This is a Steak And Kidney Pie … traditional food at its finest, where even the name sounds comforting. There are many people who are big fans of classic and traditional dishes like this one, recipes found in the typical British pub, those which still serve home-made pies and honour the farmhouse traditions, where this pie has its origins. The flavours produced by this pie are ‘big-and-round’, hearty and filling, with a delicious crisp and light puff-pastry crust instead of a heavier short-crust one – and this also means using a traditional ceramic pie dish.
This recipe will make four fantastic tasting individual pies, or one large pie to feed four people, and makes use of three ingredients which will lift this pie from the mundane and ordinary, to a meal you will want to make and eat over and again, using a recipe people will be nagging at you to get. These three ingredients are: Lea and Perrins Worcestershire Sauce, made to a recipe from 1837 – HP Brown Sauce, made to a recipe from 1899 and Guinness, made the same way since the 1840s. All three famous ingredients are now exported world-wide and can be tracked down in supermarkets and from good stockists.
Steak And Kidney Pie Recipe
Makes 4 individual Pies – or 1 large Pie for 4
- 1kg of beef chuck or braising steak
- 300g kidneys (veal, pork or lamb)
- 40g plain flour
- 50g butter, diced
- 3 tbsp vegetable oil
- 250g chestnut mushrooms, quartered
- 2 large onions, peeled and chopped fine
- 2 cloves of garlic, peeled and chopped fine or crushed
- 400ml of Guinness (a stout or porter ale)
- 300ml of Beef Stock
- 2 bay leaves – left whole
- A few fresh Thyme Sprigs, leaves only
- Handful of flat leaf parsley, leaves only, chopped
- 1 tbsp concentrated tomato puree
- 1 tbsp Lea & Perrins ‘Worcestershire Sauce’
- 1 tbsp HP Brown sauce
- 1 tsp sea salt
- 1 tsp freshly ground black pepper
- 500g good quality ready-made puff pastry
- 1 egg, beaten for glaze
- 2 tbsp of water, to stick the pastry to the pie dish
Cut the beef into 2.5 cm pieces. Then cut the kidneys in half (lengthways) and remove the hard white stems from the interior and discard. Chop up the rest of the kidneys into 1 cm pieces (they can get a little ‘mushy’ but will come good when frying).
Season the flour, with the salt and pepper on a large plate. Toss the chopped beef and kidney (keep the kidney seperate) in the seasoned flour to coat them all over.
Heat a wide, heavy-bottomed saucepan on a medium-high heat, then add in half the butter and half the vegetable oil. Fry the mushrooms for 2 minutes, then add in the garlic and onions and fry until the onions are soft and golden. Remove and set aside in a large bowl.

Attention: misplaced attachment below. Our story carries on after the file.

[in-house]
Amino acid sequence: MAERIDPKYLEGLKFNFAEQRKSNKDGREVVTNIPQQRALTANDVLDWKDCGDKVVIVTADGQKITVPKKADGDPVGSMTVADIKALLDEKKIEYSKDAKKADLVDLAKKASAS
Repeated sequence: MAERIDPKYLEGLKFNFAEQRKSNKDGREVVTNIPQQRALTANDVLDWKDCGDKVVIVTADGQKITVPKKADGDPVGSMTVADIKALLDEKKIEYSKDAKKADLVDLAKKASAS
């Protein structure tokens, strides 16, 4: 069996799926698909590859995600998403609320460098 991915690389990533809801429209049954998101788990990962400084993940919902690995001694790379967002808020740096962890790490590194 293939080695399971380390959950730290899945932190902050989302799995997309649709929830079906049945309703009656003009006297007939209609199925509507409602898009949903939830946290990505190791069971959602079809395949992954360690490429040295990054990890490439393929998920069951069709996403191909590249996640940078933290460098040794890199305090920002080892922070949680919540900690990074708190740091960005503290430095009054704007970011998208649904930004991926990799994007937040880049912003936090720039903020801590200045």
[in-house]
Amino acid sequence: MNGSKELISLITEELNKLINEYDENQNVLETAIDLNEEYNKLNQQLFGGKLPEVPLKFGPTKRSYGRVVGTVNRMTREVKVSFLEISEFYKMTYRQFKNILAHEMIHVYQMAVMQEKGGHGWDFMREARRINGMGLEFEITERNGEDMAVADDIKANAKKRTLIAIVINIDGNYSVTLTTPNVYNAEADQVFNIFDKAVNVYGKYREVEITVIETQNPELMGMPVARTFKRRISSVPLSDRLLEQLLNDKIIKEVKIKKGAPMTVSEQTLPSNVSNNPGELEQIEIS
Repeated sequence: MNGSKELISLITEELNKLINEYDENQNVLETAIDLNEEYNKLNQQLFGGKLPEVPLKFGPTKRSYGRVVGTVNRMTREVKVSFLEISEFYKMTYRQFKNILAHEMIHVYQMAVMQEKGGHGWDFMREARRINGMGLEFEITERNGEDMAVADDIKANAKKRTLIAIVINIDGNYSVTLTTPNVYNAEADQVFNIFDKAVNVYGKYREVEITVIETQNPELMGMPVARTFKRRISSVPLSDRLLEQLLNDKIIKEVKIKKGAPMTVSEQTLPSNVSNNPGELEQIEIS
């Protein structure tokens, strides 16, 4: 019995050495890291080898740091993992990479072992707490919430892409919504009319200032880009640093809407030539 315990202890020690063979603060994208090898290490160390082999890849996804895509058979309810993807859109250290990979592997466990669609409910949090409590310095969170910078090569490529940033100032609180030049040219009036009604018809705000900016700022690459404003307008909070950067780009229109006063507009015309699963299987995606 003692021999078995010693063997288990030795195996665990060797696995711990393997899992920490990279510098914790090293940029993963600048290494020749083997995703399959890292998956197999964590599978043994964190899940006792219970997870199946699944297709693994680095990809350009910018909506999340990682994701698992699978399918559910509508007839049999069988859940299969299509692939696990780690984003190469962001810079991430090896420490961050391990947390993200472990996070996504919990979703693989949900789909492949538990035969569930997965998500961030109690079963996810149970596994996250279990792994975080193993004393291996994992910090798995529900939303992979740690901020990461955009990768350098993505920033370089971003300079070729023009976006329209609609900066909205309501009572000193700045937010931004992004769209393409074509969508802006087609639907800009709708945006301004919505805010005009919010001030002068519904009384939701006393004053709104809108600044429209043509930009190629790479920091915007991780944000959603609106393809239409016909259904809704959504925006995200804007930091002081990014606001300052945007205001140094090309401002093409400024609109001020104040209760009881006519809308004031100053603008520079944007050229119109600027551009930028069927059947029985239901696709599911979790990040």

Put in the remaining half of the butter and half of the vegetable oil into the pan, bring it back up to a medium-high heat and fry the beef in small batches, this is so the temperature of the pan does not drop and stew the beef instead of frying it. Finally fry the choped kidneys separately (they will take less time to fry).
This will take about 5 minutes per batch to brown all the meat – place each batch in the bowl with the mushrooms and onions once browned. Don’t worry if the pan gets crispy brown bits from the high frying temperature and butter/flour frying but make sure they don’t burn or blacken.
After browning all the meat we need to de-glaze the pan. Add in about 4 tablespoons of ale and scrape all the brown bits off the pan and into the liquid.
Return all the fried onions, mushrooms and steak and kidney back to the pan, add all the rest of the ale, the beef stock, bay leaves, two thirds of the thyme leaves, tomato puree, and Worcestershire Sauce. Stir, bring to just under the boil, then turn the heat down to a very low simmer, cover the pan with a lid and cook very gently for 2 hours – giving it a stir every so often.
After 2 hours, using a slotted spoon, remove all the steak, kidney and mushrooms from the stock (leave as much liquid in the pan as possible) and place the meat and mushrooms into 4 individual oven pie dishes (or 1 large oven pie dish). The 4 individual ceramic pie dishes are enough for one person each.
Discard the bay leaves from the stock. Taste and adjust the stock using a little sea salt, freshly ground black pepper, and add the HP Sauce. This liquid stock now needs to be boiled steadily on a medium heat (without the lid on the pan) until it reduces to a thick gravy.
Once thickened stir in the chopped parsley and then pour the gravy over the meat and mushrooms in the pie dishes and leave to cool.
Preheat the oven to 200C
Roll out the pre-made puff pastry for the steak and kidney pies on a lightly floured work surface – to about 1/2 cm thick. Cut out 4 shapes that will fit over the top of the 4 pie dishes you are going to use and become the pie lid or crust. From the remaining pastry, re-gather, re-roll and cut out four (long) 2 cm wide strips of pastry to go around the rims of the pie dish.
Brush the rims of the four individual pie dishes with a little water. Lay the long 2 cm pastry strips around the rims, joining them to fit together, and moulding them to the rim, hanging down equally over the outside and inside of the pie dish.
Brush these pastry strips with a little more water. Then lift the pastry lids (Pie Crust) over each pie, pressing them down and sealing them to the pastry strips you ran around the pie dish rim.
Brush the top of these steak and kidney pie lids (crusts) with the beaten egg glaze and sprinkle on some sea salt and a few fresh thyme leaves. Note: It is at this stage you can freeze the pies for up to 2 months wrapped in foil – if freezing, remove to thaw for a day and then bake as below.
Bake in the oven for 25 to 30 minutes, until the pastry is golden brown and the pie is piping hot.
Serve the Steak And Kidney Pie, still in its pie dish or tin, place them on a large dining plate with chips and peas (traditional) or whatever seasonal vegetables, potatoes or mash etc that you want.